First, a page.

The rear is also designed to enhance this 'Arrowshot form'. While the front design suggests the arrowhead of an arrow flying forward, the main feature of the rear - the rear-light cluster - carries the shape of arrow tail feathers. The boot/trunk is purposely made very short to complement this which means that the rear cabin of the car actually encapsulates most of the trunk space - the rear windscreen being almost on top of the rear wheels.
That of course is from the official hand-outs. Despite all the talk of the Arrowshot-Form, many enthusiasts continues to see the new 3G City as taking the design cues of the Euro-Civic (which is actually a good thing). The front design for e.g. practically shouts "Euro Civic !" to the enthusiast. Likely HRT took the Euro-Civic's front design and then apply the Arrowshot Form guidelines to derive the new City's front end. Interestingly, the large grille reminds many people of the Accord (which has a similarly large squarish grille). And the whole side profile looks very similar to the very well received 8G Civic.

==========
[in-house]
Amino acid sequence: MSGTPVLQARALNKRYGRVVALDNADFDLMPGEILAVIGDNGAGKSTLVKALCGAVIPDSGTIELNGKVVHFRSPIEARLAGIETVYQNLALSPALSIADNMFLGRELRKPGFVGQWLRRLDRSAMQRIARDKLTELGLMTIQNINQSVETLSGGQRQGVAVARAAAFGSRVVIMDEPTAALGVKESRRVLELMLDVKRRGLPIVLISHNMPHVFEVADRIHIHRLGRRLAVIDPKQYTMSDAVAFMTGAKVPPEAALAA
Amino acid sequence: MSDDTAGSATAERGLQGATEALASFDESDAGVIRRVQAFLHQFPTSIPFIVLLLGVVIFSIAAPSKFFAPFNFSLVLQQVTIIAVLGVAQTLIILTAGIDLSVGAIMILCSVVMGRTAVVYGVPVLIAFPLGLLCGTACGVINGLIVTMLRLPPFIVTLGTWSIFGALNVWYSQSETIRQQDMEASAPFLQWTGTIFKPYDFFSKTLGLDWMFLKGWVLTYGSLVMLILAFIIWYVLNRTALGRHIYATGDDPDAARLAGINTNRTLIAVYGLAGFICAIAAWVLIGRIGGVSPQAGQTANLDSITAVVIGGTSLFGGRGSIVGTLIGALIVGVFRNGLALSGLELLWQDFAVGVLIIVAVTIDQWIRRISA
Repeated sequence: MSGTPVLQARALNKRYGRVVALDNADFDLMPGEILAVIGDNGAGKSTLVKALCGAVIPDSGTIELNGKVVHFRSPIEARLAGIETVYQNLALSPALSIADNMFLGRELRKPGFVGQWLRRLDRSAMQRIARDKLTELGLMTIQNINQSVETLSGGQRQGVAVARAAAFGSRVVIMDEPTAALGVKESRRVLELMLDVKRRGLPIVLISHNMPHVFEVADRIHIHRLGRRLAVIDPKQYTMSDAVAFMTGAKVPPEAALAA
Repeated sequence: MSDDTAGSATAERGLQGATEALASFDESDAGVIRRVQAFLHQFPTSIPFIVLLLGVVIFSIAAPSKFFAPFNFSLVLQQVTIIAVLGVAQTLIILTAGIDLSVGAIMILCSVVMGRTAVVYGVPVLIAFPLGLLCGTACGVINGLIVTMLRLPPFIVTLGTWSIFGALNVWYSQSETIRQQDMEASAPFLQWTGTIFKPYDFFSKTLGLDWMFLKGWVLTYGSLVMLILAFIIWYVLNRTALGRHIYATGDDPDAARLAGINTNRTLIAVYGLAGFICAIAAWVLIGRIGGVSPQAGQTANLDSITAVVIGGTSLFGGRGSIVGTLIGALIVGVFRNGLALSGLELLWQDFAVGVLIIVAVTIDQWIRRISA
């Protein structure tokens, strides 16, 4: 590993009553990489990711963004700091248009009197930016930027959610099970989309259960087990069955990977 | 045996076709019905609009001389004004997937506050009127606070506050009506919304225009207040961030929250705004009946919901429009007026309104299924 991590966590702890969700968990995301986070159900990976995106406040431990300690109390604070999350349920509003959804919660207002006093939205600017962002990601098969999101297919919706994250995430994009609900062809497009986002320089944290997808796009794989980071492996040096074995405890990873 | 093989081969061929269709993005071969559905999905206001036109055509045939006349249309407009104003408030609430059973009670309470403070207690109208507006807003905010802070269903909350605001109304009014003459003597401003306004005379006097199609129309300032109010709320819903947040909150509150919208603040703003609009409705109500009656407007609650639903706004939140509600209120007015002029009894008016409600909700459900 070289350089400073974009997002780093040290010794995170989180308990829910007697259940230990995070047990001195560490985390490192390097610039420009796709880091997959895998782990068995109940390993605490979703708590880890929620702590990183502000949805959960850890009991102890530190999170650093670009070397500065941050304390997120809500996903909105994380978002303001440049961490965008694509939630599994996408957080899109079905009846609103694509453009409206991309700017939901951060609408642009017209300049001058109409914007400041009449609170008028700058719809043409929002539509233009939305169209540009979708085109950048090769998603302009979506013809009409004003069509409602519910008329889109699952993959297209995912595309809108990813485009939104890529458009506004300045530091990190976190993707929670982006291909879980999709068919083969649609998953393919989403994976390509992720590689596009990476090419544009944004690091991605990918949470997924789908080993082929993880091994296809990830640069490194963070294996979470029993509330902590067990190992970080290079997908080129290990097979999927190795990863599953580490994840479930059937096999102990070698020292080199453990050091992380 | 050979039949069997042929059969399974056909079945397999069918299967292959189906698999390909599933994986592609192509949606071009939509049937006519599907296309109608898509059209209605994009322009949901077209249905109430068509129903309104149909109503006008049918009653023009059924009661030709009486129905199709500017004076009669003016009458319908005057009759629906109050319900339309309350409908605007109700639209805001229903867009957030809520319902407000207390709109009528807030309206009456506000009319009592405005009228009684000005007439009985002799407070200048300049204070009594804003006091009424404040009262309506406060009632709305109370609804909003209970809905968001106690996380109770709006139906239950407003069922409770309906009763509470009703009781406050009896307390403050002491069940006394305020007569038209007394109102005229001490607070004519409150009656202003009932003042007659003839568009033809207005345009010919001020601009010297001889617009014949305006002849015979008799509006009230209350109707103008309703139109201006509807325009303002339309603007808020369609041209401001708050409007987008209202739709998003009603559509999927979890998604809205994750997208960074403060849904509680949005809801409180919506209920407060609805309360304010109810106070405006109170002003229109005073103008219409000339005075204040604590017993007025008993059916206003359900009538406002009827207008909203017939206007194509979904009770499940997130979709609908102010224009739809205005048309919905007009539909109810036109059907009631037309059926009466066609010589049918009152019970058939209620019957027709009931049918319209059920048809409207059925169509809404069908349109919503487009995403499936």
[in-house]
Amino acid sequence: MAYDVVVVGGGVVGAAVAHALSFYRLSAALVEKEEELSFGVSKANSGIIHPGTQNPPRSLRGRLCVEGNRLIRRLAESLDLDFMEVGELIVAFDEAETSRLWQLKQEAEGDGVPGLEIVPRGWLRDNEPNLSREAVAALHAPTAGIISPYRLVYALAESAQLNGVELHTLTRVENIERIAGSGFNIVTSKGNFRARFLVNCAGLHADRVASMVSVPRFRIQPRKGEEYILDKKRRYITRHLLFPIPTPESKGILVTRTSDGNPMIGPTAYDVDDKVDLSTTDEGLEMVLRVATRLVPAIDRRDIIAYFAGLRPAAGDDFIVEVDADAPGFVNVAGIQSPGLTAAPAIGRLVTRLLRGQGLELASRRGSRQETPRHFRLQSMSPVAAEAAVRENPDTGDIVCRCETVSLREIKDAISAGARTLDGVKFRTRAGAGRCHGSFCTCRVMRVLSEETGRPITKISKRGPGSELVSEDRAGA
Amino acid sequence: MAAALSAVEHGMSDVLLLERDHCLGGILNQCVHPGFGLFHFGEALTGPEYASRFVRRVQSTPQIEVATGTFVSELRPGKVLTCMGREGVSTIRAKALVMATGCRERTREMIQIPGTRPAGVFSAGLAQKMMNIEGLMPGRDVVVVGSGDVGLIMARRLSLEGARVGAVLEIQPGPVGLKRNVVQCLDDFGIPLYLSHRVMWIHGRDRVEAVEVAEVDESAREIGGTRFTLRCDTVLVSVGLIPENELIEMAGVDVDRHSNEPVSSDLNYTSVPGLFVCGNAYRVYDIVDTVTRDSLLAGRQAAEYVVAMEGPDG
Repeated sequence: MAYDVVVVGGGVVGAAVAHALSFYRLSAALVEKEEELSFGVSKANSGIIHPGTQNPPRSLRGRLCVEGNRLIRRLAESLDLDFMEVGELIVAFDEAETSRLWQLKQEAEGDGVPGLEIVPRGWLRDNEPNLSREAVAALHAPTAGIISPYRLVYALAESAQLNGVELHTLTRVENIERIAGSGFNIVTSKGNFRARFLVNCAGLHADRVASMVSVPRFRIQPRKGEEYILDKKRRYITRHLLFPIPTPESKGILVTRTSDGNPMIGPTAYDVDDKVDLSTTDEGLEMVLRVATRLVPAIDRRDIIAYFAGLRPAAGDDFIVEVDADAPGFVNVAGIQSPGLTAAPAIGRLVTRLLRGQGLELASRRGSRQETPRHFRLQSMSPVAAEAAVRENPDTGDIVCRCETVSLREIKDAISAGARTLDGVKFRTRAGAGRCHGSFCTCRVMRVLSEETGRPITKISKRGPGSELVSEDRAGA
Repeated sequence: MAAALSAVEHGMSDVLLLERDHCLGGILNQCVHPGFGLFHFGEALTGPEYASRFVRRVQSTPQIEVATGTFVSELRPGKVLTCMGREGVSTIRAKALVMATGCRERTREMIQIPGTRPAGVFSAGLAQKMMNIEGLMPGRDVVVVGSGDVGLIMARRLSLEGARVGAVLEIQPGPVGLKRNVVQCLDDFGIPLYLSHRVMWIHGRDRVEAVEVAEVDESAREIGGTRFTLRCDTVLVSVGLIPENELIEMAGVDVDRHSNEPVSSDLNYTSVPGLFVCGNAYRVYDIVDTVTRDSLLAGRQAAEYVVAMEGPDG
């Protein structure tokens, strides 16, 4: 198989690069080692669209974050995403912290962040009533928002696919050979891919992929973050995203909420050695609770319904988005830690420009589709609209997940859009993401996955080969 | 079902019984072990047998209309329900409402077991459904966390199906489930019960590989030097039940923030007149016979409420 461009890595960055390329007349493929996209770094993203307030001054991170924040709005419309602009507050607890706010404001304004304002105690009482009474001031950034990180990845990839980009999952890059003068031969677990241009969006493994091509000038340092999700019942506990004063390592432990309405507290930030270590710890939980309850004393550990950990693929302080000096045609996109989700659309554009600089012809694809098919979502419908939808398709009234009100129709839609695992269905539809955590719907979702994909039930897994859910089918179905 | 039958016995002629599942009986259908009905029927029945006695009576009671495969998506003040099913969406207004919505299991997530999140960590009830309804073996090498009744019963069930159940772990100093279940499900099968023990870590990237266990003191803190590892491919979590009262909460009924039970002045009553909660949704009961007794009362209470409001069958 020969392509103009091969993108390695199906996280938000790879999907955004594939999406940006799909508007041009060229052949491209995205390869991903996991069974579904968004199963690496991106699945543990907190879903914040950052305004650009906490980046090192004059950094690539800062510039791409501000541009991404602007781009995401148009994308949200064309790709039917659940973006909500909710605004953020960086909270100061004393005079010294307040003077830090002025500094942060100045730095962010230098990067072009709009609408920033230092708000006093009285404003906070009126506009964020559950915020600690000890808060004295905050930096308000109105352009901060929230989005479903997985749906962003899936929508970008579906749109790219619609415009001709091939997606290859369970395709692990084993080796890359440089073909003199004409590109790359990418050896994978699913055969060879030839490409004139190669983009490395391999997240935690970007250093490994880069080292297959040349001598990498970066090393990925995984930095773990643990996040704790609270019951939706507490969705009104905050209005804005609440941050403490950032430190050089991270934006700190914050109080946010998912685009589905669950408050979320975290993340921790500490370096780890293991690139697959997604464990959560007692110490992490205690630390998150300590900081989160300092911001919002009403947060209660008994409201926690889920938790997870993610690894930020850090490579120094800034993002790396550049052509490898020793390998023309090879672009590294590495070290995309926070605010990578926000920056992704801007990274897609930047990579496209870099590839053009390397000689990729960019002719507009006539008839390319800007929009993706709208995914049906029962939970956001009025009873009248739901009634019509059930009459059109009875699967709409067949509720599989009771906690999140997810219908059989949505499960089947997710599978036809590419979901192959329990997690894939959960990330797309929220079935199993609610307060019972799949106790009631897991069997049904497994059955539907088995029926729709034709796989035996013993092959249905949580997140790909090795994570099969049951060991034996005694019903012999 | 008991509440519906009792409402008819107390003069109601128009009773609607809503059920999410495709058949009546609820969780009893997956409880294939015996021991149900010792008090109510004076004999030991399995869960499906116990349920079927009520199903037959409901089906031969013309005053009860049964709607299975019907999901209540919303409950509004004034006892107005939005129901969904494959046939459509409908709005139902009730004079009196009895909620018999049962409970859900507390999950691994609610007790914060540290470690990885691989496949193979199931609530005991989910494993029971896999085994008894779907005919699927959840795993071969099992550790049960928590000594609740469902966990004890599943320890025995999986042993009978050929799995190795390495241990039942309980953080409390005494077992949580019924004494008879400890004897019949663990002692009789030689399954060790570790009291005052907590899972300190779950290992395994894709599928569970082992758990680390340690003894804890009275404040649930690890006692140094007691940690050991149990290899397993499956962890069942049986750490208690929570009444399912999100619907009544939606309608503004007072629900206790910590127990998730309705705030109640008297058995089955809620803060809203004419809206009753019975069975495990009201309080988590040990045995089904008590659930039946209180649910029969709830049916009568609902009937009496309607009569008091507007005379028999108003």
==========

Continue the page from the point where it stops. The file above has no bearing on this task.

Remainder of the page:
I continue to feel the rear end design is pinched off the previous 2nd generation Toyota Vios (TOVA reader 'Lingwu' corrected me that the previous generation Vios is the 2G. While some countries like Malaysia and Singapore did not get it, others like Thailand and Indonesia had an even earlier generation Vios, then named the Toyota Soluna. That was rightfully the 1G Vios). It is not meant as a criticism in any way actually. The mark of a good designer is that he/she recognises what is good and what is bad and do not hesitate and let ego get in the way of learning from others and adopting what is clearly a superior design. Of course HRT modified or improved the design. The short boot/trunk lid cover to enhance the Arrowshot-form is one aspect. The rear tail-light cluster besides suggesting the arrow tail feathers, is also designed to be so distinctive that apparently when stuck in a line of cars, one just needs to catch a glimpse of the tail-light cluster and will immediately recognize the car to be the new City. This is the concept of 'style' in action.
Cars have been steadily growing larger and larger as they evolve through their generations. For the City however, it's smallish external size is one of its strengths as it makes the car nimble and is a boon on the congested city roads. HRT has smartly resisted the urge to make the new 3G City very much larger. It is only 5mm longer and wider than the 2G City, which is trivial. Importantly, HRT has also made the 3G City 15mm shorter (in height) than the 2G. That is of course only half and inch but coupled with the imperceptibly longer wider stance, it makes the City a lot less K-car like now, which also helps with the sporty profile a lot.